To help combat the mosquito-borne Zika virus in Puerto Rico, the American Architectural Manufacturers Association (AAMA) recently hosted a forum with the Centers for Disease Control and Prevention (CDC) to generate ideas on how to provide more screens for doors and windows on the island’s residential units.

The CDC says it tested ways to “mosquito-proof” the homes of pregnant women in Puerto Rico, who are at especially high risk of birth defects if infected. Unfortunately, a pilot program that provided window screening “do-it-yourself” kits for these homes, many of which are rental units, wasn’t successful.

Non-standard windows are common in Puerto Rico, so a one-size-fits-all approach didn’t work, the CDC says. Additionally, many residential units on the island have jalousie-style windows, which don’t provide enough room in existing window boxes to install screens and still allow the windows to open. Finally, a lot of structures in Puerto Rico are made from materials such as concrete block and stucco, which make it difficult to attach screens to window frames and buildings. The CDC says Velcro, staples and duct tape were tested but didn’t work.

Because of these problems, installation kits sent to Puerto Rico and other tropical areas in the future must be easy to install, able to withstand high humidity and rainy seasons, and allow natural light and airflow in the building.

The CDC is seeking ideas from AAMA members and others in the industry to provide screens for doors and windows on these buildings in Puerto Rico and potentially other territories facing the Zika threat, such as U.S. Virgin Islands and American Samoa.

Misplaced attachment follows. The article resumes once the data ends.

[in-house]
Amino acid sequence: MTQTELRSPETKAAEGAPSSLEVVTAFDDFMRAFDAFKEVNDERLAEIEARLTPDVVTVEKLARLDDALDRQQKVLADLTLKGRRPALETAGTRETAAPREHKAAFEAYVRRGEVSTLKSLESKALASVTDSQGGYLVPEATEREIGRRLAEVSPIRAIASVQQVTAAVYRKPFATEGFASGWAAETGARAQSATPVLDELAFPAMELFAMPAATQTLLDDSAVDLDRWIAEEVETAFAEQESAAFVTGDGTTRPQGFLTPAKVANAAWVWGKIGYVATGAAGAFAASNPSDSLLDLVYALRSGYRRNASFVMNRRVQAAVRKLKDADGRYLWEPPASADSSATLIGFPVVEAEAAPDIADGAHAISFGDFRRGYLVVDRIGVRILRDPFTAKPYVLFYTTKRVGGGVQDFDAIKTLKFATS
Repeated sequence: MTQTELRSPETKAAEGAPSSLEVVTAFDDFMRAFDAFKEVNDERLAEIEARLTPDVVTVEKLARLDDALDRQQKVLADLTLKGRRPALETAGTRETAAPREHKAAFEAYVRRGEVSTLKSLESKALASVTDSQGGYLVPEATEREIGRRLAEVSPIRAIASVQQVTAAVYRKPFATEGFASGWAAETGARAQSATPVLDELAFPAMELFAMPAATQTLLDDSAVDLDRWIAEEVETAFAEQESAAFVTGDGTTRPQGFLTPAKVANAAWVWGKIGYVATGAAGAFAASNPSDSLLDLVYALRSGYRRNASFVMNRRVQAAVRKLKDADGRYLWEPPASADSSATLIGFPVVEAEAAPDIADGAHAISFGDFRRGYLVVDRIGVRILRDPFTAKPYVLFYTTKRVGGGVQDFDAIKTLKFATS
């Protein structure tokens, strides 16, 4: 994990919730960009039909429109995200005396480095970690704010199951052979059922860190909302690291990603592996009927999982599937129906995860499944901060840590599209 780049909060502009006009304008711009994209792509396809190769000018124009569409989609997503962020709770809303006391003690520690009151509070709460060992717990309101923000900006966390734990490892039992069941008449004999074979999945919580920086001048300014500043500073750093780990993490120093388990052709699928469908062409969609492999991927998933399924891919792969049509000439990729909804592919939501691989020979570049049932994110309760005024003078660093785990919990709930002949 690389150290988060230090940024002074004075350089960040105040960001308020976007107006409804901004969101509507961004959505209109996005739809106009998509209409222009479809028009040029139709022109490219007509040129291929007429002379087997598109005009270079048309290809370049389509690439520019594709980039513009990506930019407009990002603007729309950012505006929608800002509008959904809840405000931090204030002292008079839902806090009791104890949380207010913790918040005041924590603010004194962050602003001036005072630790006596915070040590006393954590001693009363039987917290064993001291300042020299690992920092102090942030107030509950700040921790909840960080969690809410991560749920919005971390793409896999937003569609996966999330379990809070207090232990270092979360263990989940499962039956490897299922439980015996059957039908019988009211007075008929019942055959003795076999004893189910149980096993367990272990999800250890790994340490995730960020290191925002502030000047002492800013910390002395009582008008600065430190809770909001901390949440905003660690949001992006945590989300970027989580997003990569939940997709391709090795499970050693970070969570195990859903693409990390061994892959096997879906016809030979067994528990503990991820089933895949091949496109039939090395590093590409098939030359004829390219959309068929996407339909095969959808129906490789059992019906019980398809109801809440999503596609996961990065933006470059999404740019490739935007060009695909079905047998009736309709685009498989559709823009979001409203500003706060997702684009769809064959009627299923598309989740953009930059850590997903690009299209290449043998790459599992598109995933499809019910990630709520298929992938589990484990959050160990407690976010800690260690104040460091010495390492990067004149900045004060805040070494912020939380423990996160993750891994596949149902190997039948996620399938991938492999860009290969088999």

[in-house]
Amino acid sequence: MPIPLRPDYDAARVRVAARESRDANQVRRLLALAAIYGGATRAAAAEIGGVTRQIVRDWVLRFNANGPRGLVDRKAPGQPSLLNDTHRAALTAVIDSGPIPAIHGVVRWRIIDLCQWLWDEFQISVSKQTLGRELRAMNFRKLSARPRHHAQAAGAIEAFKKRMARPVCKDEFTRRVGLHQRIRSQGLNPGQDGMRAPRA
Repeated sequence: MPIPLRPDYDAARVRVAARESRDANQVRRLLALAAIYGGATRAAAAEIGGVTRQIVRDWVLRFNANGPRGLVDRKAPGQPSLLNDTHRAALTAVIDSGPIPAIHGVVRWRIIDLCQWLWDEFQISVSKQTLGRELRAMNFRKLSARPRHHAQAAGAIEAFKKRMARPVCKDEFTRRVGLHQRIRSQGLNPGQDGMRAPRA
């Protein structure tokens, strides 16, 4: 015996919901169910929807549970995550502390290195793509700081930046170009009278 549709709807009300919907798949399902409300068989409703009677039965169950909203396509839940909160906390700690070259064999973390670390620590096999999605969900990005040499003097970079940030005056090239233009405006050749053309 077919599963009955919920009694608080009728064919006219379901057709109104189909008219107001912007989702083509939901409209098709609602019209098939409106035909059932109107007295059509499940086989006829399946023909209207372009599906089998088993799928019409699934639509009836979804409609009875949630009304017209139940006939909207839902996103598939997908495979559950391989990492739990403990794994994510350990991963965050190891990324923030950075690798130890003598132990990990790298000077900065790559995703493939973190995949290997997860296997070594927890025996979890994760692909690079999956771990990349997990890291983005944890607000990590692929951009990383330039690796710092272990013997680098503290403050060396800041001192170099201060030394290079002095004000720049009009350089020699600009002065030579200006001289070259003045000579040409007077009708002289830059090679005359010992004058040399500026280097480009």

“The CDC involved AAMA, as experts in the industry, to reach out to our members and the industry at large in order to encourage creative problem solving,” says AAMA marketing manager Angela Dickson. “The need to find solutions for screens on jalousie windows and entry doors in Puerto Rico is an urgent one, as the prevention of the Zika Virus in that territory could save over 34,000 newborns from birth defects. The industry certainly stepped up to the plate by offering multiple options during the forum for the CDC to consider.”

Puerto Rico reported its first Zika case in December 2015. As of May 4, 2016, more than 650 cases have been reported, and the number is expected to increase substantially. About 34,000 babies are born each year in Puerto Rico, and thousands of expectant mothers are at risk for infection now and in the upcoming hot, rainy season.

There are no vaccines or medications to prevent or treat Zika. Efforts to prevent mosquito bites are key to helping prevent the spread of Zika.

Suggestions to help screen homes can be sent directly to the CDC at